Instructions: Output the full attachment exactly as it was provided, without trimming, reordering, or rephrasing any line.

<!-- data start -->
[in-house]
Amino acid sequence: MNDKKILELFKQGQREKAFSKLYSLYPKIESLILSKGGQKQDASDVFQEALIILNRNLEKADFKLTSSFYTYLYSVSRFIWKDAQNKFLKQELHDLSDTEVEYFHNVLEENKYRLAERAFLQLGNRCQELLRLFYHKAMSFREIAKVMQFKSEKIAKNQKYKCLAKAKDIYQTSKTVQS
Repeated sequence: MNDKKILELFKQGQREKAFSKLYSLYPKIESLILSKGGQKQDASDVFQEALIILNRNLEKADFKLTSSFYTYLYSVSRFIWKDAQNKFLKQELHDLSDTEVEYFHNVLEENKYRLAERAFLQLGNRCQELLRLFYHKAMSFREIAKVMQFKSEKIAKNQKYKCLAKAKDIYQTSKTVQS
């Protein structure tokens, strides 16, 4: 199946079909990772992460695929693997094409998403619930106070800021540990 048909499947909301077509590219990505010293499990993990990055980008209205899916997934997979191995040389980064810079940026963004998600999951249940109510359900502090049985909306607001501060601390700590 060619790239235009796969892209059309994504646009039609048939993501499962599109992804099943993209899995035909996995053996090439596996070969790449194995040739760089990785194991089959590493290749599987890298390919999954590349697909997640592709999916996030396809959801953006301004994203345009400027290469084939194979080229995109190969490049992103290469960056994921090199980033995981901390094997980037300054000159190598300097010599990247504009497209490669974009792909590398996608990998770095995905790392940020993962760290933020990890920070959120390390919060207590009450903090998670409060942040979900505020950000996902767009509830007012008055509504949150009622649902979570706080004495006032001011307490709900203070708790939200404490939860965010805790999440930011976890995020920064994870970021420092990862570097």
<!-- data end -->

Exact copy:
[in-house]
Amino acid sequence: MNDKKILELFKQGQREKAFSKLYSLYPKIESLILSKGGQKQDASDVFQEALIILNRNLEKADFKLTSSFYTYLYSVSRFIWKDAQNKFLKQELHDLSDTEVEYFHNVLEENKYRLAERAFLQLGNRCQELLRLFYHKAMSFREIAKVMQFKSEKIAKNQKYKCLAKAKDIYQTSKTVQS
Repeated sequence: MNDKKILELFKQGQREKAFSKLYSLYPKIESLILSKGGQKQDASDVFQEALIILNRNLEKADFKLTSSFYTYLYSVSRFIWKDAQNKFLKQELHDLSDTEVEYFHNVLEENKYRLAERAFLQLGNRCQELLRLFYHKAMSFREIAKVMQFKSEKIAKNQKYKCLAKAKDIYQTSKTVQS
């Protein structure tokens, strides 16, 4: 199946079909990772992460695929693997094409998403619930106070800021540990 048909499947909301077509590219990505010293499990993990990055980008209205899916997934997979191995040389980064810079940026963004998600999951249940109510359900502090049985909306607001501060601390700590 060619790239235009796969892209059309994504646009039609048939993501499962599109992804099943993209899995035909996995053996090439596996070969790449194995040739760089990785194991089959590493290749599987890298390919999954590349697909997640592709999916996030396809959801953006301004994203345009400027290469084939194979080229995109190969490049992103290469960056994921090199980033995981901390094997980037300054000159190598300097010599990247504009497209490669974009792909590398996608990998770095995905790392940020993962760290933020990890920070959120390390919060207590009450903090998670409060942040979900505020950000996902767009509830007012008055509504949150009622649902979570706080004495006032001011307490709900203070708790939200404490939860965010805790999440930011976890995020920064994870970021420092990862570097």